Many projects and ideas that we have talked about in this column are still in the works, and we are still working them through the process. When I think in terms of goals for this calendar year, a few thoughts immediately come to mind: The Board definitely needs to continue improving our entire business process, especially our evaluations of current enterprises, our staff and the important legal issues that we have to address.
Hopefully, we will be able to put these legal issues to bed this year, and at the same time, finalize our new projects like the Seminole electronic cigarette brand, the Hard Rock energy drink, the Hard Rock Hotel & Casino in St. Maarten – all projects on which we are making substantial progress. Those are among goals for the Seminole Tribe of Florida, Inc.
Since I do wear the Vice Chairman’s hat on the Tribal Council, I have 2013 goals for the Council as well. I think we need to continue our discussions on various “touchy” subjects, whether it is enrollment, budget cuts or our strategy in protecting our gaming enterprise. These are subjects that will have huge impacts on the Seminole Tribe, issues that not only affect current generations but will also set a foundation for future generations.
I hope that we will take a stronger stance in addressing individual financial affairs by making participation in financial literary classes mandatory, not only for those coming of age but also for all Tribal members. As the Tribe continues to be successful, Tribal members will continue to reap the benefits. We all have to be prepared to handle that success.
A major goal is to find the best answers we can for an important question: How do we prepare our youth to be the leaders of tomorrow? Well, you know what? One answer is obvious: We have to make sure education is a priority. What are the things that we can do? Well, first we need to evaluate our current education programs and understand if they are really generating positive results. If something is lacking, then we must explore the changes required to fix it.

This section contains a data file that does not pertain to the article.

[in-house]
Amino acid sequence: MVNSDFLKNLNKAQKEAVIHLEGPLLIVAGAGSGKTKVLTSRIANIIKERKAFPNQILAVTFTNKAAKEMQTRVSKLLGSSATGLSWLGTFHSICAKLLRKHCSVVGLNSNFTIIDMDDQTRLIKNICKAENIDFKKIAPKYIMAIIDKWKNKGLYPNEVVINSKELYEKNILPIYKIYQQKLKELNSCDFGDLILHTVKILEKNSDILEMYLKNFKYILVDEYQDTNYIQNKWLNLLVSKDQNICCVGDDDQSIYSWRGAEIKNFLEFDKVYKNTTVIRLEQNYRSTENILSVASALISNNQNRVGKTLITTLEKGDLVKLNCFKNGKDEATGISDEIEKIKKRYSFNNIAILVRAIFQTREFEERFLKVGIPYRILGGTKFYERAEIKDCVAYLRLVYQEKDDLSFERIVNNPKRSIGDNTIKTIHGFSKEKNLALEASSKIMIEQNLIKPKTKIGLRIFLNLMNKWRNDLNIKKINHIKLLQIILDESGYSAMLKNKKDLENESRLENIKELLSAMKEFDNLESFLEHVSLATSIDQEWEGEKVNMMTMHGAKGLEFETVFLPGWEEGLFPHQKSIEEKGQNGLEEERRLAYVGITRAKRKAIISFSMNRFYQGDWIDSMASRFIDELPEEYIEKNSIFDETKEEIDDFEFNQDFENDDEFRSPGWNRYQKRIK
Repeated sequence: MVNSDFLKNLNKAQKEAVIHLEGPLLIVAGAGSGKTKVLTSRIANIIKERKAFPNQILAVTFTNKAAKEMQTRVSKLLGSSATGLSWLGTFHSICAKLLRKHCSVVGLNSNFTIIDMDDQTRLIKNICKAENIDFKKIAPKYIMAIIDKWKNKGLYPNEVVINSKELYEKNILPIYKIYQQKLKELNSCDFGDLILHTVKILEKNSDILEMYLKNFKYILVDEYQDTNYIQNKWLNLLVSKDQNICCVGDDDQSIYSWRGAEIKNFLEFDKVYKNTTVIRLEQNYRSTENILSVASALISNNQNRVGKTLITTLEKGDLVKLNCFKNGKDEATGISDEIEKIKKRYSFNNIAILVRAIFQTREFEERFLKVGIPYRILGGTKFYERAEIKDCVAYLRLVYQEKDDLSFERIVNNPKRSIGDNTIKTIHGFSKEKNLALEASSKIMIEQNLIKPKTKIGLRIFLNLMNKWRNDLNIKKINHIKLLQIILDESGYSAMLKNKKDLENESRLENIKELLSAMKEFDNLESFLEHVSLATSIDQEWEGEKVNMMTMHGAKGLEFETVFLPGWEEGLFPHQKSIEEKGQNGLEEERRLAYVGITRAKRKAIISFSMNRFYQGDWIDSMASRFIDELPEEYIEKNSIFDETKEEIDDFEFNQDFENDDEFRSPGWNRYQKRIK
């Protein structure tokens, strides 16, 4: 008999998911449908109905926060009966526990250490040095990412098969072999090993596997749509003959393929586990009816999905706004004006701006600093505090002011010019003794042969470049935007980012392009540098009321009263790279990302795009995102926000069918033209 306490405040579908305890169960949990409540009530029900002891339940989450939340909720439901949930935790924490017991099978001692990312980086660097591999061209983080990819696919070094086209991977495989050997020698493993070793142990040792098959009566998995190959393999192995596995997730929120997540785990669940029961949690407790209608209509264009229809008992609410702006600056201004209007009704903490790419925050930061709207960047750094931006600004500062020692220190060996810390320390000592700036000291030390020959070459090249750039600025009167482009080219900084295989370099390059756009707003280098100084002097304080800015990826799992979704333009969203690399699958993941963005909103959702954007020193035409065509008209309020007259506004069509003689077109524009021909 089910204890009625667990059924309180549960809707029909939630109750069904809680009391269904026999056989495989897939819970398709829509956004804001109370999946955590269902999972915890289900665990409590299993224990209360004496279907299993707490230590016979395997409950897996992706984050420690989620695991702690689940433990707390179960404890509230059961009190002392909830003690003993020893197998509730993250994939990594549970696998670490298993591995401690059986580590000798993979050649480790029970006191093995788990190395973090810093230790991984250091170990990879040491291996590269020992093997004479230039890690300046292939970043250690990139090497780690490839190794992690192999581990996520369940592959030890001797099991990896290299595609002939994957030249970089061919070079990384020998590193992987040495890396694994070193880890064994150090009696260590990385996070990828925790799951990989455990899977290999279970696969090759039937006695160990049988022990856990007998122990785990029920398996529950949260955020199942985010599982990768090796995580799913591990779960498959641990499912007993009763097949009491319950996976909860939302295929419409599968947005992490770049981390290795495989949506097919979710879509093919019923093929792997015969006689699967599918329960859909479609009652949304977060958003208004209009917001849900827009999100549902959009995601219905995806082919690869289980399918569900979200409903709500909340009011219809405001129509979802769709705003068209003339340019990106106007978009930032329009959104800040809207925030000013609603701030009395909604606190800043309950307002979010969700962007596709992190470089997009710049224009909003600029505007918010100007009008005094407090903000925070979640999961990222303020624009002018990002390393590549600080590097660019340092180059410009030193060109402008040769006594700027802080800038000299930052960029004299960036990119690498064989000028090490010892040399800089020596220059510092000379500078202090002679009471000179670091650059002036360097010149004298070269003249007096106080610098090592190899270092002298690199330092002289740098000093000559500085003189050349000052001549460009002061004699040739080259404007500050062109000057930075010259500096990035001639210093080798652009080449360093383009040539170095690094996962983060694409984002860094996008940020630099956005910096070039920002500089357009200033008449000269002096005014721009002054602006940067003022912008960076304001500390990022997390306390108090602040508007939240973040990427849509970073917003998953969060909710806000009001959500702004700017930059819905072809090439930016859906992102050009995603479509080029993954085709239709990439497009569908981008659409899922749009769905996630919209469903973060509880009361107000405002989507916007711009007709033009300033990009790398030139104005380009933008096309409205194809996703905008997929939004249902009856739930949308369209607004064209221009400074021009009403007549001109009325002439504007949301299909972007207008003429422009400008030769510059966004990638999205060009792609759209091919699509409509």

One solution everybody understands is money. One of the options I will propose is rewarding education accomplishment. If you complete high school, you are given a certain bonus. If you go on to complete either a two- or four-year degree, you are given another level of abundance, and for those who stay in and get a master’s, the reward continues to increase through graduate school.
I don’t think anyone has ever put that suggestion forth. What you hope for is that everyone will buy into it and what you will eventually get is a greater pool of educated Tribal members. And with that pool, you will definitely start to fulfill the dream of Tribal members running the Tribe and not having to rely on non-Tribal members to fill top management positions. Again, it can only happen by recruiting educated, experienced individuals. All the better if they are recruited from our own pool of Tribal candidates.
But we can’t stop at just departmental roles. We need to start educating our youth on participating in politics and recognizing the core value issues that we just can’t compromise on. But it is my feeling you have to establish a reward system and mandates for political and leadership education as well. I’m sure there are other ideas. Let’s hear them.
You can’t just sit back and hope that someone will take interest. You have to force some things. If we are really serious about youth being the future, well then this is what we must do. Again, this is just one option; this is not the only possibility. But the discussion has to start somewhere.
I am sure it will all go through several changes, multiple modifications. But, the bottom line is if we do not start instituting some of these ideas and thoughts and addressing these issues, we are just waiting, waiting for someone to somehow step up. Think about it. If we are not preparing anyone, we might be waiting a long, long time.
A major core issue is health. During my first 18-plus months in this office, I have gained a lot of insight as to exactly what it costs the Seminole Tribe to provide health services. And what stands out for me is a strong feeling that there needs to be a closer relationship between the Health and Recreation departments.